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BROWNSVILLE, RGV – A memorandum of understanding will be signed next Tuesday between the United States and Mexico in Brownsville involving data sharing, says Brownsville Mayor Tony Martinez.

The signing will take place at the official ribbon cutting ceremony for the West Rail project, the first international rail bridge to be built between the U.S. and Mexico in over 100 years.

Martinez spoke briefly to reporters about the U.S.-Mexico MOU at the conclusion of a sister city signing ceremony between Brownsville and Matamoros last Tuesday.

“You are going to hear about a memorandum of understanding between two countries, beside two cities next week where we will be doing some data sharing. It is not for me to disclose all of the particulars or details but I think it is going to be a model for the rest of the world and the rest of the nations around the world as to how two countries can get together,” Martinez told reporters.

“I think the platform was built by the fact that Leticia and I were able to start something good. It starts with two cities, it starts with two states and it starts with two countries. And then, hopefully, it starts with two worlds, the western and the eastern world.”

Martinez was referring to Leticia Salazar, the mayor of Matamoros. Salazar was there to sign the Brownsville-Matamoros MOU with Martinez.

Asked to elaborate on the U.S.-Mexico MOU, Martinez said: “It will happen next Tuesday, at the West Rail ribbon-cutting ceremony. There will be a signing. It is going to be a very exciting day. I do not think people understand the significance of what this means. It is sort of like a love letter. It means I trust you. If you can get trust between two countries that is a great beginning.”

It might amaze many to learn that Brownsville and Matamoros, who are so inextricably linked, have never signed a sister city agreement before. Martinez said the MOU focuses on closer collaboration between the two cities in the areas of education, business and culture. One aspect of it will see Mexican nationals being able to enjoy the benefits of the Brownsville Public Library system, Martinez said.

“It is nice to refresh one’s vows, just like you do with a marriage,” Martinez said, describing the MOU as the epitome of collaborative effort. “Once you start collaborating with your city, your state, your government, once you go extra territorial and go into Matamoros and a different country it even shows more our commitment to that particular effort.”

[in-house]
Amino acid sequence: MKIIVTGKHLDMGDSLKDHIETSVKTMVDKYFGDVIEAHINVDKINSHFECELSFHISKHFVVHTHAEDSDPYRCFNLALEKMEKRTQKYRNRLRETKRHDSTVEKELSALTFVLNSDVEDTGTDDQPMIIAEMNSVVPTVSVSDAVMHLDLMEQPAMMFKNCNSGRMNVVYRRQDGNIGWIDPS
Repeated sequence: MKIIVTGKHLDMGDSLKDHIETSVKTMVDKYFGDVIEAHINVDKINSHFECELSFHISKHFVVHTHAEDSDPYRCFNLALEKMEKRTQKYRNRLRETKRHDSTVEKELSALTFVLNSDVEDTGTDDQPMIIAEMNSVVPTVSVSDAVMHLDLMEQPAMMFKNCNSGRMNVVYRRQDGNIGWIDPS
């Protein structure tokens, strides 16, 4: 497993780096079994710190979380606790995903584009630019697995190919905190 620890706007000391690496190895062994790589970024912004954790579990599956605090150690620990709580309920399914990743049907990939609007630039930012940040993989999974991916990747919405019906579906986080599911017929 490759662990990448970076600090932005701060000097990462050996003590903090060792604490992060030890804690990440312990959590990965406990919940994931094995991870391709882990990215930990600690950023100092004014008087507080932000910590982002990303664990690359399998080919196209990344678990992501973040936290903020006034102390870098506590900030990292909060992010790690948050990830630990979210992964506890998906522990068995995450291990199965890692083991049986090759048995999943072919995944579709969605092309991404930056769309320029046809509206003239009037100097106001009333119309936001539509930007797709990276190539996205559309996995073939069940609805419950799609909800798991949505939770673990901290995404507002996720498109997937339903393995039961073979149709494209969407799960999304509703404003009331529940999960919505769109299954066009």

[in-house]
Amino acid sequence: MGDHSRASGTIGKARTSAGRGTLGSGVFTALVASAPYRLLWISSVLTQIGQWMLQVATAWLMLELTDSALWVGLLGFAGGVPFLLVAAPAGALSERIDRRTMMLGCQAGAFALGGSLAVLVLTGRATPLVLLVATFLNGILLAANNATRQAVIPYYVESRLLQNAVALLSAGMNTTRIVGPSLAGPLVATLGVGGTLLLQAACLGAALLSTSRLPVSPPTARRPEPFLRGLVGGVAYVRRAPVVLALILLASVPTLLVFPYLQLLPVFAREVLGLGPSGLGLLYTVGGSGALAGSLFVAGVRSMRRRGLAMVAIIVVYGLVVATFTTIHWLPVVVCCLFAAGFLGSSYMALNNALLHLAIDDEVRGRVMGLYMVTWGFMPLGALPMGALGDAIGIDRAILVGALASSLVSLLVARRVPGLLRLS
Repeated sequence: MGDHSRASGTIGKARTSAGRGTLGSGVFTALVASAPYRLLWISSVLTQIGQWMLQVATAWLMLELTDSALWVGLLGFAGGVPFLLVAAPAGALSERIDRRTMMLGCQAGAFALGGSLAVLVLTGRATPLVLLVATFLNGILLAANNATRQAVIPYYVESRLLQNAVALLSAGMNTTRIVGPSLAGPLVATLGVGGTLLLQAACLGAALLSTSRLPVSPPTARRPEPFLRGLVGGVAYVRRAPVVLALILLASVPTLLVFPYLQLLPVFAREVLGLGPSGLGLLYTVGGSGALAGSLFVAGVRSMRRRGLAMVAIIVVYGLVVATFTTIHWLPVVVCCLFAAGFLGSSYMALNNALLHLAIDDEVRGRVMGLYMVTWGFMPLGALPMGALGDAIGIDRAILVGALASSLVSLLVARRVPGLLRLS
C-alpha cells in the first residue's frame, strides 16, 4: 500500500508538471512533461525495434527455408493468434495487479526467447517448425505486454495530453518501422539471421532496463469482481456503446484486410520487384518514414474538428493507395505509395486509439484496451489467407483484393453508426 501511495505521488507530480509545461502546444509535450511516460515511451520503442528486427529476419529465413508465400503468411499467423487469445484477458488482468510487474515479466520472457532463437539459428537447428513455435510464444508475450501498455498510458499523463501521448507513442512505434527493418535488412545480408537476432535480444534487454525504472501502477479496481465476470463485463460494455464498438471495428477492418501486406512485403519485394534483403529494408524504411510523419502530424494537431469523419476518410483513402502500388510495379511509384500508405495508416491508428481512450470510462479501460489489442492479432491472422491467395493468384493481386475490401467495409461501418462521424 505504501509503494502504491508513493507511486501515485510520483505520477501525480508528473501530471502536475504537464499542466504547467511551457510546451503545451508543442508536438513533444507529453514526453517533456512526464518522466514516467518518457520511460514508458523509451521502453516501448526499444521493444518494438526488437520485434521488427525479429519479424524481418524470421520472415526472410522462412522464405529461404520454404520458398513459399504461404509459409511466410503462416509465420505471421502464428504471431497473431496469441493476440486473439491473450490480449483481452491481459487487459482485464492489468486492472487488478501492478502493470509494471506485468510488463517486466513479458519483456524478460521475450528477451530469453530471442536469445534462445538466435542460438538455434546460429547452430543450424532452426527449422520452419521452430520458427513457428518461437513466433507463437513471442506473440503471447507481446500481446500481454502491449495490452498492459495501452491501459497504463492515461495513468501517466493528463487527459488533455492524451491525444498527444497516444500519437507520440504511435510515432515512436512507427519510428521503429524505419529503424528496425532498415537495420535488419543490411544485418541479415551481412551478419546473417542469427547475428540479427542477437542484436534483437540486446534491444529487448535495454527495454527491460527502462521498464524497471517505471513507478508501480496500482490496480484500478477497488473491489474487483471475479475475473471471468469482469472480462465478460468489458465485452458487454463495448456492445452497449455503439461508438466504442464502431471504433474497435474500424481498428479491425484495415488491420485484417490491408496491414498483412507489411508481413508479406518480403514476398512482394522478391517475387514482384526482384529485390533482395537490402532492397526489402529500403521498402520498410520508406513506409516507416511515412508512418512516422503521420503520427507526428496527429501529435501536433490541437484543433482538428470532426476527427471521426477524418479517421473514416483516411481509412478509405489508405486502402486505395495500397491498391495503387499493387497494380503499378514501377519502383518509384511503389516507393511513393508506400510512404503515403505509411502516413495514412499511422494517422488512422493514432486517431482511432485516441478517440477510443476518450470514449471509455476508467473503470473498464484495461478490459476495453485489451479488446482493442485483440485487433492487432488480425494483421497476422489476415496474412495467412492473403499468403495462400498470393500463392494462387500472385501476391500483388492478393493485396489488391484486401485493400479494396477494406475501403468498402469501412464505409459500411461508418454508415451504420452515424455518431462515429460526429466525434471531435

Martinez acknowledged he had not visited Matamoros very often in his first four years as mayor. He said he plans to put that right in September with an official visit at the invitation of Mayor Salazar. “I have not had the opportunity to do a lot of visiting in Matamoros for various reasons, mainly because we have been laying the infrastructure for the last four years for all these industries that are coming in that are actually a reality – SpaceX, Tenaska, the cross-county power line that was put up by the Sharyland electrical group. We have done a lot of things and we have a lot more to do. I am very, very, proud of us having done the infrastructure to really build on the next four years.”

Martinez’s full speech at the sister city ceremony is posted at the end of this story. In her remarks, Mayor Salazar said she hopes the fact that Matamoros and Brownsville are affirming their close relationship in writing will lead to greater investment in the region by their respective governments. “It is the placement of candles, not the wind, which determines the path to success. Today, we reaffirm the commitment and respect our municipalities have,” Salazar said. “I believe in the progress of our borderlands. This sends a clear message that Matamoros and Brownsville are ready for progress. It is an announcement to state and federal governments that we are ready and willing to receive large investment.”

Here is Martinez’s speech in full:

It is a great day. Thank you all for attending this special ceremony today as both Brownsville and Matamoros sign a sister city agreement. Thank you also to Mayor Letty, as I call her Lety, for her part today in making history for our two cities. As the mayor of Brownsville, I am Tony Martinez and Mayor Leticia Salazar Vasquez will sign a sister city agreement to ensure that greater communication and greater collaboration will take place in several areas, namely, education, business and culture.